Saturday, May 17, 2008

Divine Conversations



How many languages does God speak? Well, all of them, of course! I'm sure God even eakspay igpay atinlay. But what are the core languages of God? Sanskrit, Hewbrew, Arabic, and Latin come to mind because I'm a person of white European descent, exposed to the divine tongues of my culture. I bet there are core American Indian, African, Australian and Asian languages that could be put in the same category.

Then of course there's the language of music - God loves speaking that language, doesn't He? And math, too. I'm not just talking about numbers but also geometry, etc.

I'm sure God also speaks American English, though if he does, it's a dialect I have a hard time understanding. Not that He doesn't try - I feel there are divine messages being whispered into my ears and heart on a regular basis. Part of my problem is that I'm "hard of listening" as my friend Yarrow would say. But another obstacle to understanding is that God really speaks Big Picture, a language that's often difficult for my small, tense, human mind to grasp. I get hints and glimpses of the Big Pic, but then they vanish like dust in the wind.



This morning the guy who tends the garden at Sylvia Sumter's Unity Church told me that a crow had flown down from out of the nowhere and pecked him on the shoulder three times! He was pretty freaked out about this - and who could blame him? Being pecked by, for instance, a mockingbird is unsettling enough. Crows are very large birds who tend to keep to themselves (though they seem to enjoy cawing at us from time to time.)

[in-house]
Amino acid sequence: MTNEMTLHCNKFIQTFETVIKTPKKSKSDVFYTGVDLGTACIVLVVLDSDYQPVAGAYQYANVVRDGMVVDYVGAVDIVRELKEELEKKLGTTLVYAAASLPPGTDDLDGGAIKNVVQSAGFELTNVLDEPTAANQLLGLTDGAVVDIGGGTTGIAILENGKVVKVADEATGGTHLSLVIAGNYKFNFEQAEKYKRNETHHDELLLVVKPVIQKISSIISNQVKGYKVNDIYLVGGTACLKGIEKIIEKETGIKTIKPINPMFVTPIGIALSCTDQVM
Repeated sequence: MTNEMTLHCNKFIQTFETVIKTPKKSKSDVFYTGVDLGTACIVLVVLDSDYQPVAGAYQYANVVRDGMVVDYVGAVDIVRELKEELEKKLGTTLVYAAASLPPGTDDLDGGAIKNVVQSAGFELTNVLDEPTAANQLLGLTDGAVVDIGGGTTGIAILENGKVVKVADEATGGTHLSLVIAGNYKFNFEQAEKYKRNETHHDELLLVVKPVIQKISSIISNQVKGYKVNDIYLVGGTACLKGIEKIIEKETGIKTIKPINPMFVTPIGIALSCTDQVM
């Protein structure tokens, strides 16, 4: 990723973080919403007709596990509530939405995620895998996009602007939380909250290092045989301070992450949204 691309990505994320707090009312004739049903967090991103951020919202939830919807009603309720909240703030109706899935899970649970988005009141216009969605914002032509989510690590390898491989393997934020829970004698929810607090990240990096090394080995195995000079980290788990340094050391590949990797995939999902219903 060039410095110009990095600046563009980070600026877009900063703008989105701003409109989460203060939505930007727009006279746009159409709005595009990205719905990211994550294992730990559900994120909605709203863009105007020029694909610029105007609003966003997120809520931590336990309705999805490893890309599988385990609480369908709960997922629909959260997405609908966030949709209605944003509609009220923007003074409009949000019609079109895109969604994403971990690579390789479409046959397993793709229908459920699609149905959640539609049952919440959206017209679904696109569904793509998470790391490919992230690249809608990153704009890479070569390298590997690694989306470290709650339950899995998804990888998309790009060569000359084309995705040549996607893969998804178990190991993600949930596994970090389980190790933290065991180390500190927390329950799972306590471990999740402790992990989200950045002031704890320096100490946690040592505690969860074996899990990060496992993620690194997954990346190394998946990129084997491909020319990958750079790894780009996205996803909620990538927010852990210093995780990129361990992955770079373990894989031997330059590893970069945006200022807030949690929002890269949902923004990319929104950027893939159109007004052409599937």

The Unity Church gardener told me after the third time he was pecked, he finally sat down to talk to God, to pray about it. He said, God. I know you're trying to tell me something, but please don't gimme no parables!

I've been thinking about this ever since. Oh yeah, God talks in parables a LOT. No wonder our communication is so sporadic. As a literalist, the unfolding of 'real life' parables leaves me completely confused. I'm sure from God's point of view, they're beautiful crystals of great wisdom from which I could continue to learn and grow long after uncovering the first layers of meaning.

I should try to also keep in mind that sometimes a crow is just a crow - in a bad mood, maybe, or nervous because her nest is a little too close for comfort. It's good to try to listen when God has something to convey, though, don't you think?

11 comments:

deborah said...

G-d spoke directly yesterday and suggested you be
light hearted--
seems to me

sometimes not trying
just being
is the universal language
which puts all in sync
and
don't ask me how to do this
i give far better advice
than i take
and advice that i don't often
use myself

much love to you

Reya Mellicker said...

suggested you be
light hearted--


D U H !!! You are so right, Deborah.

See? I see a sight like yesterdays' puddle and think wow this is beautiful. But I wasn't able to divine the message. Thank you! See? I really don't understand God's language(s).